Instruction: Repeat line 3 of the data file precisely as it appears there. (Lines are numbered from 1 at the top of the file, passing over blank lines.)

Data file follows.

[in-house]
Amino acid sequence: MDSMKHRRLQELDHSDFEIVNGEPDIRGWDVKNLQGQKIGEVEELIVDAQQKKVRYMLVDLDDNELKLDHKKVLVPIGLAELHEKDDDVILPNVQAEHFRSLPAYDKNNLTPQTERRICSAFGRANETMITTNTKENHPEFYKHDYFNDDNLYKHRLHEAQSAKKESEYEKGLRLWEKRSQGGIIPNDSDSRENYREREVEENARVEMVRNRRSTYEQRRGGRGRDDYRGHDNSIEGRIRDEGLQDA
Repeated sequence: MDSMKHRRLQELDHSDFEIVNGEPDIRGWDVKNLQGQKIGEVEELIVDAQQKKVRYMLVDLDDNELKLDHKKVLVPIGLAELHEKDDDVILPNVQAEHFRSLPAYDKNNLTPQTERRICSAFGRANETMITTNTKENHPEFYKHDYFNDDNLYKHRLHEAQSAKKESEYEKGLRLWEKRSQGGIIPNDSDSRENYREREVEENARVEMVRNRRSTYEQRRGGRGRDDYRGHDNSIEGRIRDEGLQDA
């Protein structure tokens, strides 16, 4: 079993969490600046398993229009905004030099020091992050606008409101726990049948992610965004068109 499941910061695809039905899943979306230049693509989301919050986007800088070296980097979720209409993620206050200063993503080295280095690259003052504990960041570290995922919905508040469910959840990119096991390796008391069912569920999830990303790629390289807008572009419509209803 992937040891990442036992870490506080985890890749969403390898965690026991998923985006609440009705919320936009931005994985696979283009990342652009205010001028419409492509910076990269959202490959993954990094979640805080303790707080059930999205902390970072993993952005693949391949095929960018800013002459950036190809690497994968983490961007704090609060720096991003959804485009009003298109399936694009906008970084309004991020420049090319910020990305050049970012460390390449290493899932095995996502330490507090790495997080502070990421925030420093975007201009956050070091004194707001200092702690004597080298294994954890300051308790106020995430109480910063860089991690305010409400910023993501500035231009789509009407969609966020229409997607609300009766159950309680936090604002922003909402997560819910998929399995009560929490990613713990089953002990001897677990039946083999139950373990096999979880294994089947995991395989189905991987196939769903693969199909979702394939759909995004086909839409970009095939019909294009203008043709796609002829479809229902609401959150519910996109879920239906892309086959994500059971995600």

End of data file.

Repeated sequence: MDSMKHRRLQELDHSDFEIVNGEPDIRGWDVKNLQGQKIGEVEELIVDAQQKKVRYMLVDLDDNELKLDHKKVLVPIGLAELHEKDDDVILPNVQAEHFRSLPAYDKNNLTPQTERRICSAFGRANETMITTNTKENHPEFYKHDYFNDDNLYKHRLHEAQSAKKESEYEKGLRLWEKRSQGGIIPNDSDSRENYREREVEENARVEMVRNRRSTYEQRRGGRGRDDYRGHDNSIEGRIRDEGLQDA